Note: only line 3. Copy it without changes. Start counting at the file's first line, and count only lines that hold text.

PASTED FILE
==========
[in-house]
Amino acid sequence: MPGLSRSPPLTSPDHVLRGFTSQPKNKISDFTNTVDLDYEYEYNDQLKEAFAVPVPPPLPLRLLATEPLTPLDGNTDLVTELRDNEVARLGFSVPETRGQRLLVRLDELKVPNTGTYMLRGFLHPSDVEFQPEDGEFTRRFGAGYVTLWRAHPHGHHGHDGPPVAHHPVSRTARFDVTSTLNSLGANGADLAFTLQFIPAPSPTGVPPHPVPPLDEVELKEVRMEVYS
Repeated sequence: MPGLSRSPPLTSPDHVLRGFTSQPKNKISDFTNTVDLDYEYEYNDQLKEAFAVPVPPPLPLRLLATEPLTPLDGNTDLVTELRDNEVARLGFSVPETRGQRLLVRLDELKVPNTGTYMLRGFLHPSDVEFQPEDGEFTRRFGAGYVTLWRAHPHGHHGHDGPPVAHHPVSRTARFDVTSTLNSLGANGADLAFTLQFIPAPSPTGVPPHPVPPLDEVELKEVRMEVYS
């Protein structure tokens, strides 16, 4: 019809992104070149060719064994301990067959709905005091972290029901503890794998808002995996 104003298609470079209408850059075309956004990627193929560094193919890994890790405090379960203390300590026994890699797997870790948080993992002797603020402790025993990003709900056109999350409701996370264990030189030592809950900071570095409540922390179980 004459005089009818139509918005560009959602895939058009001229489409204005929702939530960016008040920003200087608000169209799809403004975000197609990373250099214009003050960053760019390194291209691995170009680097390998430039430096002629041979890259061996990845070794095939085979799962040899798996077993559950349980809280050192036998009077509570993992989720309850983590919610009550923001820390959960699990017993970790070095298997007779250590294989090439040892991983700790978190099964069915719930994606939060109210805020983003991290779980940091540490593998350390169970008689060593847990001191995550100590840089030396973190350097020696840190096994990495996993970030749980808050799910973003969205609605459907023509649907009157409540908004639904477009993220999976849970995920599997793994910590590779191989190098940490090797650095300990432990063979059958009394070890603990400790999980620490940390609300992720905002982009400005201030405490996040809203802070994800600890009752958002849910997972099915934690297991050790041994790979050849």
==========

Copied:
Repeated sequence: MPGLSRSPPLTSPDHVLRGFTSQPKNKISDFTNTVDLDYEYEYNDQLKEAFAVPVPPPLPLRLLATEPLTPLDGNTDLVTELRDNEVARLGFSVPETRGQRLLVRLDELKVPNTGTYMLRGFLHPSDVEFQPEDGEFTRRFGAGYVTLWRAHPHGHHGHDGPPVAHHPVSRTARFDVTSTLNSLGANGADLAFTLQFIPAPSPTGVPPHPVPPLDEVELKEVRMEVYS